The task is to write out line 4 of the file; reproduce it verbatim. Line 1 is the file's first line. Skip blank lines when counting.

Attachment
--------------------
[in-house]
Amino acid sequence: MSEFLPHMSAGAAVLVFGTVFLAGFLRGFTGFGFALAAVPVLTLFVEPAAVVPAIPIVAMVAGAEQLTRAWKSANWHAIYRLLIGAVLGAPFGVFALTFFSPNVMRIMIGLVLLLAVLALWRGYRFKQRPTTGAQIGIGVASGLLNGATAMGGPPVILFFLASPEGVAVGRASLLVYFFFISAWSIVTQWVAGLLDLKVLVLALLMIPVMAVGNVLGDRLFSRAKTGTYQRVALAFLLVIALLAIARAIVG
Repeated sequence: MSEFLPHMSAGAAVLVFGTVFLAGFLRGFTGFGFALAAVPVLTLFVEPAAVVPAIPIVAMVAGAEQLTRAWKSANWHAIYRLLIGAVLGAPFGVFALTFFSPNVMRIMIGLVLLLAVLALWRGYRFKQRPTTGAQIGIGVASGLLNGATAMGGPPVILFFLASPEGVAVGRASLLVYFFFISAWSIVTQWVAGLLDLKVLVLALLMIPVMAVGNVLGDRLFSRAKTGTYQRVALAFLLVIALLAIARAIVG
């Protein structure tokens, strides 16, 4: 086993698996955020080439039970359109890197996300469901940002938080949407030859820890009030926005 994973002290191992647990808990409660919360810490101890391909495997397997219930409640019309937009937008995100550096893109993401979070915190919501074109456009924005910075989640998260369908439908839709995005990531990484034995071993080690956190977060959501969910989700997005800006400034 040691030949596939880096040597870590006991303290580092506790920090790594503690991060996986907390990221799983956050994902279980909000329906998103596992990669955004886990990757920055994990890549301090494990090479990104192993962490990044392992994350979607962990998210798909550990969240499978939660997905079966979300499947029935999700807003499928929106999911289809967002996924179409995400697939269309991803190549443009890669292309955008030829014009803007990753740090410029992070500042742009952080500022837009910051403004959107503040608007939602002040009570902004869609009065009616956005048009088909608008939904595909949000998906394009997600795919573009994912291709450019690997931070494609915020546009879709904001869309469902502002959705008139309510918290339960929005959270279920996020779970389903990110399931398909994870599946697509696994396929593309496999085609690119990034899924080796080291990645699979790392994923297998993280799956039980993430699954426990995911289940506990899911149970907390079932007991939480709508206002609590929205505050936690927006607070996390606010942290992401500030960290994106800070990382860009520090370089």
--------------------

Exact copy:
């Protein structure tokens, strides 16, 4: 086993698996955020080439039970359109890197996300469901940002938080949407030859820890009030926005 994973002290191992647990808990409660919360810490101890391909495997397997219930409640019309937009937008995100550096893109993401979070915190919501074109456009924005910075989640998260369908439908839709995005990531990484034995071993080690956190977060959501969910989700997005800006400034 040691030949596939880096040597870590006991303290580092506790920090790594503690991060996986907390990221799983956050994902279980909000329906998103596992990669955004886990990757920055994990890549301090494990090479990104192993962490990044392992994350979607962990998210798909550990969240499978939660997905079966979300499947029935999700807003499928929106999911289809967002996924179409995400697939269309991803190549443009890669292309955008030829014009803007990753740090410029992070500042742009952080500022837009910051403004959107503040608007939602002040009570902004869609009065009616956005048009088909608008939904595909949000998906394009997600795919573009994912291709450019690997931070494609915020546009879709904001869309469902502002959705008139309510918290339960929005959270279920996020779970389903990110399931398909994870599946697509696994396929593309496999085609690119990034899924080796080291990645699979790392994923297998993280799956039980993430699954426990995911289940506990899911149970907390079932007991939480709508206002609590929205505050936690927006607070996390606010942290992401500030960290994106800070990382860009520090370089």